According to a report from Fox Sports, following Jung’s victory at the Patriot Center in Fairfax, Va., UFC President Dana White now apparently holds no reservations about the prospect of Jung challenging the winner of Jose Aldo’s UFC 149 defense against Erik Koch -- despite Hatsu Hioki being officially regarded as the second-best featherweight in the company.
As expected, Jung welcomes the prospect of the possible championship pairing.
“I think I definitely made a point about going into a title fight here,” said Jung at the post-fight press conference. “If the fight had gone to a decision, I don’t think it would have made the [same] statement. Previously, I thought I got lucky in a lot of my fights, but I was able to really showcase my abilities and prove what I could do out there.”
Round one saw Jung take the fight to the floor early. The Korean Top Team representative pounded away at Poirier with elbows that cut the American’s scalp. Though Poirier escaped to his feet to close out the round, Jung once again took control in the second frame, reversing a Poirier takedown attempt and landing in mount. Jung failed in an attempt at an armbar but transitioned smoothly into a triangle, where he held his half-defenseless opponent and rifled off elbow strikes.
To his credit, Poirier managed to survive the round and came on much stronger in the third frame, cracking the 25-year-old with a handful of straight lefts as Jung appeared to tire. However, according to Jung, it was not fatigue that caused him to lose a step in that third frame.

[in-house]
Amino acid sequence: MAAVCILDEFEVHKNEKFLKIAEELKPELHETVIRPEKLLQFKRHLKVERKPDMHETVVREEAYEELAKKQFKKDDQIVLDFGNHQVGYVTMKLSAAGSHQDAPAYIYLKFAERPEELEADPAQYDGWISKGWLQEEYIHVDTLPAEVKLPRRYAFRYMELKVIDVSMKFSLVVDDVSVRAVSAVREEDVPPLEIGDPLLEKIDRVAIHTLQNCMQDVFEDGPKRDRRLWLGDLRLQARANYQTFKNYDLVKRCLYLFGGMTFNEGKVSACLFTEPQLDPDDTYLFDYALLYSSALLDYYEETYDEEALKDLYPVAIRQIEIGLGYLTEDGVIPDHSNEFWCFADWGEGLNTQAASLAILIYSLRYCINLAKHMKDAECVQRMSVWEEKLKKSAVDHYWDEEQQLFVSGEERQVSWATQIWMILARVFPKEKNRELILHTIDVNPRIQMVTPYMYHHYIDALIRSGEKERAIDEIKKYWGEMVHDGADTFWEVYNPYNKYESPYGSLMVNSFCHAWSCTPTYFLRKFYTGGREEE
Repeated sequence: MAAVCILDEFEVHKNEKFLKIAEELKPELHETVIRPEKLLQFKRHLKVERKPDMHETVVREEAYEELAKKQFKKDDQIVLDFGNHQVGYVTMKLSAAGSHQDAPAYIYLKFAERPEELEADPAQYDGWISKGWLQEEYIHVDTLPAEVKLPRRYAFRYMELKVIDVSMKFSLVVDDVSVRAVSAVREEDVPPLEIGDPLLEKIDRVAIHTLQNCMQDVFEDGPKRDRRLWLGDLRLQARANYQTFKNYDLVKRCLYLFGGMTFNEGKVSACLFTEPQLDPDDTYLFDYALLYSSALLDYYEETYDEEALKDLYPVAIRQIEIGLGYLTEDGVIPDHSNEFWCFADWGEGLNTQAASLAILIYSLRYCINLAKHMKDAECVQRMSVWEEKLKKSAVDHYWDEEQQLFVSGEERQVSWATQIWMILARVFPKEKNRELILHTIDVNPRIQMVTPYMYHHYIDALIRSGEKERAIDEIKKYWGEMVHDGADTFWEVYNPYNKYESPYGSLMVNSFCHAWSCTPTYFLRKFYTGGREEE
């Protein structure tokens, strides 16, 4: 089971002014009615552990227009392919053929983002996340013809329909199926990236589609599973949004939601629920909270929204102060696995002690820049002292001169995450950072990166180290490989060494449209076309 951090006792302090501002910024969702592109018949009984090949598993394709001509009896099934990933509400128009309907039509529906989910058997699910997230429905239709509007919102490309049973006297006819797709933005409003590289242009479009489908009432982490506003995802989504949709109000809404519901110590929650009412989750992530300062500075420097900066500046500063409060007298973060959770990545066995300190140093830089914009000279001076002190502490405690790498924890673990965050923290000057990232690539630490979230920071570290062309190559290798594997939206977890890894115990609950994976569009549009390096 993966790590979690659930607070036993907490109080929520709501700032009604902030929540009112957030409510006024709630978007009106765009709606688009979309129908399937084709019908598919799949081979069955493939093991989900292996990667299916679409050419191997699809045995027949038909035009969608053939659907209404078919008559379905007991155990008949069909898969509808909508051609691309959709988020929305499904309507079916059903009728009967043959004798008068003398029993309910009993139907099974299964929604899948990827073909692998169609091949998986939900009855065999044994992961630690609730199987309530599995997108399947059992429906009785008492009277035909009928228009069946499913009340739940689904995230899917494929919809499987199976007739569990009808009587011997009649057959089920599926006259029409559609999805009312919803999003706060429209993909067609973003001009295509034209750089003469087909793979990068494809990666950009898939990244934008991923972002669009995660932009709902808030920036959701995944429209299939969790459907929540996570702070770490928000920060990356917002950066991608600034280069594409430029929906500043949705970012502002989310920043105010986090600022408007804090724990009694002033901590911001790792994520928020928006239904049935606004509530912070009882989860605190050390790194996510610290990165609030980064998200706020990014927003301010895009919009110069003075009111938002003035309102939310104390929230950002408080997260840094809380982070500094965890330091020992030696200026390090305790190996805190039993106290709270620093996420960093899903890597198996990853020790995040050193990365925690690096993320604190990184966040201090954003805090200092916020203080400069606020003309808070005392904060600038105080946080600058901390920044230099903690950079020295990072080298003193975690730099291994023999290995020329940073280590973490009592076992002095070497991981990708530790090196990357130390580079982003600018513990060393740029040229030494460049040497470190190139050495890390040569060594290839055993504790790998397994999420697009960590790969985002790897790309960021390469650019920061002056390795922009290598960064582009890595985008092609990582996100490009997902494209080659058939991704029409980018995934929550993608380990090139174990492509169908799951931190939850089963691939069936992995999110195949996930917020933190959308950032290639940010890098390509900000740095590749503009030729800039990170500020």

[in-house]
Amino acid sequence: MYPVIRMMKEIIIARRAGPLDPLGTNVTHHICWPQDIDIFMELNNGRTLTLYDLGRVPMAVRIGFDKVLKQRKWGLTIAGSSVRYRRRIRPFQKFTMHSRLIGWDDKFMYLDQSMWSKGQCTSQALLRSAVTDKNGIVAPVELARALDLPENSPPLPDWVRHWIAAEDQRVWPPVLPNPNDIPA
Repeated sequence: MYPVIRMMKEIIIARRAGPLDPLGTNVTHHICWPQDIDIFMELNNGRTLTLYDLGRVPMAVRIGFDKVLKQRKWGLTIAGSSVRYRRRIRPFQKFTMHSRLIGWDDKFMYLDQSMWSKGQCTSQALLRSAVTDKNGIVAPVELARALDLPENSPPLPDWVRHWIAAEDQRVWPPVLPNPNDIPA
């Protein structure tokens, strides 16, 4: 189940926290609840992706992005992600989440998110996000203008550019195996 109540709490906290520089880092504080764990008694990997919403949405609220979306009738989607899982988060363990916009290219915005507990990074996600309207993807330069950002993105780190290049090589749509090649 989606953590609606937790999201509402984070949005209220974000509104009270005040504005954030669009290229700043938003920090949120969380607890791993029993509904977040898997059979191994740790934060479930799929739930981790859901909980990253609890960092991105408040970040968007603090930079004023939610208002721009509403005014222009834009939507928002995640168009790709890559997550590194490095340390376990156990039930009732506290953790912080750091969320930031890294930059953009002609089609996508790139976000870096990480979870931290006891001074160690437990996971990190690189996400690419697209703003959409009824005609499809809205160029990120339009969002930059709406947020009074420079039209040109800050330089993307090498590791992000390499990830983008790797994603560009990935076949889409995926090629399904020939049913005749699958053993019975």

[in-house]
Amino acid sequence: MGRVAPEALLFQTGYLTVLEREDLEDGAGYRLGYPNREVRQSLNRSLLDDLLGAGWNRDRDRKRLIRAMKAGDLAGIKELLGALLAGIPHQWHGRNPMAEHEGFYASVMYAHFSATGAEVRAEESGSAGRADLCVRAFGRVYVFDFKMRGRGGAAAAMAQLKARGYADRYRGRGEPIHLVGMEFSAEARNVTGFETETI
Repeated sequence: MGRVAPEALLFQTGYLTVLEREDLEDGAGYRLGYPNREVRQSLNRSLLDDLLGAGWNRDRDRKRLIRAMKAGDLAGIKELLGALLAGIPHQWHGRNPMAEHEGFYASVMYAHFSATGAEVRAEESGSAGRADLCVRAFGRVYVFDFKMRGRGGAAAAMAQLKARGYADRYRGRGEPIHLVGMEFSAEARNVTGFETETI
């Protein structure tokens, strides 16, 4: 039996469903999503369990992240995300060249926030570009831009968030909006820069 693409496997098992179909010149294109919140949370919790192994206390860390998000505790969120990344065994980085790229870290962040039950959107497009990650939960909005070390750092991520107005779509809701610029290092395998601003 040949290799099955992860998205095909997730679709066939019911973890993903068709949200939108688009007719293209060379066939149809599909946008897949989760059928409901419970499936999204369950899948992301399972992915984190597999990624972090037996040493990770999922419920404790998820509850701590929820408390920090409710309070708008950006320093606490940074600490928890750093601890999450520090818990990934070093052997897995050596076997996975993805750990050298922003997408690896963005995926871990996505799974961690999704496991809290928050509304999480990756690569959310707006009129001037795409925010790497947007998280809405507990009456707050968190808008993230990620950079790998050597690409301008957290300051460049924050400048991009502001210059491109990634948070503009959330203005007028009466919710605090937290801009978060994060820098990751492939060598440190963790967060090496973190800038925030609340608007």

“I didn’t feel so much that I was getting tired. At some point in the second or third, I kind of hurt my knee. I had to back off my pace a little bit, but that is something I chose to do,” said Jung. “I thought that we were very similar. He’s a tough fighter. I knew that coming in. I want to show I was tougher, and I think I was able to do that in the fight.”
Jung got down to business almost immediately in the fourth frame, jacking the jaw of Poirier with a sharp uppercut and following up with a flying knee attempt. The stunned Louisianan tried for a takedown, but Jung saw it coming. The Korean stuffed the attempt and cinched a fight-ending brabo choke, putting Poirier to sleep at 1:07 of round four.
“The [brabo] choke is something I use a lot in practice. The things I prepared before this fight were the uppercut, the spinning back fist and the flying knee,” said Jung. “I think it was the beginning of the third round when I looked into Dustin’s eyes. I thought, ‘I can do this.’ I honestly didn’t know that the [brabo] choke would work, but it did.”
The victory marks Jung’s third consecutive win in the UFC after suffering back-to-back losses in World Extreme Cagefighting. After competing a total of five times on American soil, Jung says that the UFC would do well to hold more Asian events similar to the promotion’s Feb. 26 return to Japan.
“It’s really hard for Asian fighters to come over here and deal with the time difference and the [fatigue] and the [differences in] food. It’s hard to overcome that stuff,” said Jung. “If the UFC wants to appeal to a worldwide audience, they need to come to Asia and put on fights. There are lots of fighters better than me, and they need to experience [fighting in the UFC].”
When asked if his win constituted the biggest victory in Korean MMA history, Jung could only speak for himself. However, he did not understate the potential impact that may be generated in the wake of his victory over Poirier.
“For me, it was [the best moment of my career], but I’m waiting for the day I can become champion,” said Jung. “I heard the UFC may come to Shanghai in November. If they came to Korea, it would build a lot of excitement. I think we all want to see [me challenge for the title] in Korea.”